To this day no video game has come close to the experience provided to me by Red Dead Redemption 2.
Quite a bold statement, yes, but even now, four years after its launch, it is the game I'll always go back to. Nothing I'd played before and that I've played since has compared - a four-year-old video game still competes, and almost always comes out on top against even the newest of releases.
Let me take you back to the first few hours of my first-ever play-through of Rockstar Games' unimaginably incredible prequel to Red Dead Redemption - when I'd already decided I'd fallen in love with the game a mere fraction of the way through.
Fresh out of the Grizzlies
After what seemed like a relentless couple of hours, Arthur and the gang forced their way out of the hostile Grizzlies West region of the map and settled into Horseshoe Overlook. Totally absorbed in the sheer desperation echoing throughout the gang, I take it upon myself to go hunting for gravely needed food upon the request of Pearson.
I'm roaming a few hundred meters outside of camp, totally dumbstruck by the scale of the world finally unfolding ahead of me after being crammed into a cold, claustrophobic scene of white and grey.
The game has got me convinced I need to find meat for camp quickly - as if the lives of all my new companions depend on it (they probably do) - and I get caught up in the feeling of hopelessness and try to hunt a horse. Yes, a horse. I'm sure Pearson would have been delighted with me dragging a horse carcass back into camp, but at the moment it feels like anything is needed.
Upon reflection, there was no real rush, no true necessity to panic over the camp's lack of food - the game wouldn't end two hours in just because I'd killed off the entire gang through starvation. Instead what's clear is that Rockstar Games have done a seriously impressive job at setting up the game's tense atmosphere and I've been pulled straight into it.
All of a sudden I'd become Arthur Morgan - hungry and desperate for food, desperate to provide for camp. I'd looked around for a deer or rabbit, not found one within ten seconds, and decided a horse would be better than nothing.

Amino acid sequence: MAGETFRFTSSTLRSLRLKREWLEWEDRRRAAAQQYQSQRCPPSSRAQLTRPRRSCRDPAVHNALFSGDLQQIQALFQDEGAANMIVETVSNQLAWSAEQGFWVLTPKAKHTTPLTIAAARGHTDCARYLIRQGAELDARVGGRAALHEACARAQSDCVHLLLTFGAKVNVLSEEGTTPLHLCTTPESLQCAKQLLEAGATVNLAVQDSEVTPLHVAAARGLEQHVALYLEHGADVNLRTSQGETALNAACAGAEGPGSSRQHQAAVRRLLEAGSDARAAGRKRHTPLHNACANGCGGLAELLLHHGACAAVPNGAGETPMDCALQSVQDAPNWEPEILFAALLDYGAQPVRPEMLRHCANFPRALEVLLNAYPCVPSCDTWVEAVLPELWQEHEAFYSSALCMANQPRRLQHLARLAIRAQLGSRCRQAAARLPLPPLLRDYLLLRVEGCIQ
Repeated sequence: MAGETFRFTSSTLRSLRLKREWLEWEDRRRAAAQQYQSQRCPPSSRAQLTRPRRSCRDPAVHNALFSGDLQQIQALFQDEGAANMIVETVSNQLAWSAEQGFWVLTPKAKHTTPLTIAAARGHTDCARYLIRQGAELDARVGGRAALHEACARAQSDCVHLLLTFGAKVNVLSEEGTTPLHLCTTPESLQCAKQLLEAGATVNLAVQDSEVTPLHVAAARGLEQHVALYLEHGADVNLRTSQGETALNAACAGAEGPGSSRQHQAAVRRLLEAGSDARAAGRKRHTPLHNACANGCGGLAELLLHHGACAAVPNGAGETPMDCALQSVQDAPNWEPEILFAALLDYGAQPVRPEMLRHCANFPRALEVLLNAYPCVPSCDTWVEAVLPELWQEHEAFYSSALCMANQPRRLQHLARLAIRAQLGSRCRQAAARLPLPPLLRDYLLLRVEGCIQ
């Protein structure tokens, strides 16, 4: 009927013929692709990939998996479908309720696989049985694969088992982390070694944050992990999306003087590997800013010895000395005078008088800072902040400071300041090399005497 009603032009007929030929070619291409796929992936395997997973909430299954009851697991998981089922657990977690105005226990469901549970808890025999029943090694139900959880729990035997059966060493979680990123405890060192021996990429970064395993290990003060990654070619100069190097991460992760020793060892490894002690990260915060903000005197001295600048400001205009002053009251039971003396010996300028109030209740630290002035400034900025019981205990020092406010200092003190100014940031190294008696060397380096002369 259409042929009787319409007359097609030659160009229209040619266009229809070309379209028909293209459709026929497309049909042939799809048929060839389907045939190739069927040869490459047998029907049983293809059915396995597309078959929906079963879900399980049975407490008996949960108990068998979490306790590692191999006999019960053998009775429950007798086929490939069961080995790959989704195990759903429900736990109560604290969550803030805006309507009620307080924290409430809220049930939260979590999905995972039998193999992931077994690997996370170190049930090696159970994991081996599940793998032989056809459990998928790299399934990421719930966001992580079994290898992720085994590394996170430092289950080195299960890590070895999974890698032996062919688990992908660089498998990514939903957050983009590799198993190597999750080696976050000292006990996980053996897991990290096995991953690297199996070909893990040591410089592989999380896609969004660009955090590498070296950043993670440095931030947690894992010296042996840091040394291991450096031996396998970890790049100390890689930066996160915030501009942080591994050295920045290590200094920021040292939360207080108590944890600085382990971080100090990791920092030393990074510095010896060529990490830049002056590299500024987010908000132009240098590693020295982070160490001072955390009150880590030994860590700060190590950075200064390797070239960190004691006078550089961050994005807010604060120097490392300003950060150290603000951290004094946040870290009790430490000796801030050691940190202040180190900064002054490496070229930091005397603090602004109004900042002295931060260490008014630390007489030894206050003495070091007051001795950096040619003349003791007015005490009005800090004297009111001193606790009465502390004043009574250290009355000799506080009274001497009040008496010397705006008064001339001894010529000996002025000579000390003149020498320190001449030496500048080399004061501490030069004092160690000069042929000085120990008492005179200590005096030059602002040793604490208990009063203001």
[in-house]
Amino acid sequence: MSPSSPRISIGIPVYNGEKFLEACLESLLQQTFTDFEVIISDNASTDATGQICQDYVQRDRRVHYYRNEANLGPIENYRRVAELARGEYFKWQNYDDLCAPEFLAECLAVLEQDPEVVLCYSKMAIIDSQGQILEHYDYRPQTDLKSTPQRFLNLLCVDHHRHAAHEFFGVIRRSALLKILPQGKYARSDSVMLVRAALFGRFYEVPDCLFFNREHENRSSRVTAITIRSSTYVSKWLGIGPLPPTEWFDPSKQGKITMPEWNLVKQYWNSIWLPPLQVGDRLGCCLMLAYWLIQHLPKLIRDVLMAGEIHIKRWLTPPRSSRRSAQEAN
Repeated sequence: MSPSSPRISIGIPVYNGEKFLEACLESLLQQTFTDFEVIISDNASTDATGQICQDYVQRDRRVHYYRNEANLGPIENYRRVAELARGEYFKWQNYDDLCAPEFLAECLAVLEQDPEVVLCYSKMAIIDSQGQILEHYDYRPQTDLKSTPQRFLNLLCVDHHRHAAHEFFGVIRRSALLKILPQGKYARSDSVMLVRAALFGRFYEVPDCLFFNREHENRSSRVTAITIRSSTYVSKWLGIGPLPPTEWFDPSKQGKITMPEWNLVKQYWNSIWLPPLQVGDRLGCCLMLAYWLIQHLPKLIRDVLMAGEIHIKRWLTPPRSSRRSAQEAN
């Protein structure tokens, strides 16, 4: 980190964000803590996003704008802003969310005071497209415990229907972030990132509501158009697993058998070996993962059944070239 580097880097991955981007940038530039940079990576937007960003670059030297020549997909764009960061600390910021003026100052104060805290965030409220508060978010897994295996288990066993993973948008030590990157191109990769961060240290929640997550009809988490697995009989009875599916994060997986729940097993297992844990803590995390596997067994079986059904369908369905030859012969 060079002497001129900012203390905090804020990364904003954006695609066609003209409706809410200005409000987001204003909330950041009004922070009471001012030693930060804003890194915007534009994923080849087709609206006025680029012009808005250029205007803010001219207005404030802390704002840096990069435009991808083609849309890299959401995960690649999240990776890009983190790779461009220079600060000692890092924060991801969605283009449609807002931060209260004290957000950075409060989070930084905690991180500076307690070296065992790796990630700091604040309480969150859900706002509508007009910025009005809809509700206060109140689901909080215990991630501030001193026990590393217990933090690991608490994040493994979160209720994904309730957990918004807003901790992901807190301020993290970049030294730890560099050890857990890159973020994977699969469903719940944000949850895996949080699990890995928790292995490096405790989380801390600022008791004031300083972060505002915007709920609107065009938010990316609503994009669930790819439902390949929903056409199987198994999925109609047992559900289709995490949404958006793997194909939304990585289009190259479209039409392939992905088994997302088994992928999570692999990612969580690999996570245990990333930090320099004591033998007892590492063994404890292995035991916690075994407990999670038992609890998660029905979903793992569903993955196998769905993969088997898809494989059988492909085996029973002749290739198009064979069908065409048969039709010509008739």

It is a story of what's to come... Immersion. Bucketloads of immersion. No other game has left me feeling as routed in its world and character as Red Dead Redemption II did and continues to do. It's entirely down to Rockstar's unbelievably talented team of developers, crafting an open world like no other.
A world like no another
The quality of the world of Red Dead Redemption II has certainly stood the test of time. Across five states, Rockstar Games managed to perfectly portray pretty much every classic American biome, seamlessly stitching sprawling heartland into rugged valleys and into snowy mountains in such a natural way.
One of the main reasons I find myself continually gravitating back toward the game is simply the atmosphere of the world itself. It is immersion at its absolute finest. In fact, this article is being written whilst I sit watching the happenings of Van Horn, the sounds of distant fog horns and Woody Jackson's immaculate ambient soundtrack drawing me into the scene as if I were there.
Every single time I embark on another play-through, I discover something new. The world is alive - teeming with wildlife and populated with locals who each have their own daily routines. You can spend hours roaming the open world ignoring all missions and side-quests, simply exploring and feeling as if you've been transported back to the late 19th century.
Story-time with Rockstar Games
So we've got a stunning open world, bustling with life and full of immersive details - all that's left is a good story and good characters... and boy did Rockstar go to town with their story writing. You're hooked from the very start, desperate to learn the fate of Arthur Morgan and the Van der Linde gang as they flee west in an effort to escape the seemingly endless reach of the law.
The story is so compelling you'd find yourself desperate to finish it in one sitting (impossible considering it lasts upwards of 50 hours!), whilst at the same time, feeling perfectly content to explore the open world and all it has to offer outside of the story.
Arthur Morgan remains a fan favorite and rightly so. Rockstar's impeccable script writing and Roger Clark's utterly impressive performance capture work resulted in the perfect playable protagonist. In fact, there's not a single poor performance from the game's entire, immense cast - every character feels right and interacts with each other just as you'd expect.
Red Dead Redemption II is like watching thirty of your favorite movies back to back - with the added bonus of being able to feel as if you are the main character throughout. It truly is a piece of art.
Hope for the future
It's inevitable that GTA 6 will continue Rockstar Games' impeccable legacy of open-world titles. If Red Dead Redemption II is anything to go off of, we can expect a visually stunning open world, packed with immersive features and topped off with a killer story and characters.
Considering GTA V is nine years old, and GTA 6 is seemingly only a couple/a few years away, it's an exciting time ahead and you can only imagine just how impressive it will turn out to be.
If there's one thing for certain, Rockstar likes to push polished projects. Red Dead Redemption II was no exception. In fact, I'd go as far as saying that Red Dead Redemption II sits as the prize, polished jewel in Rockstar's hefty collection.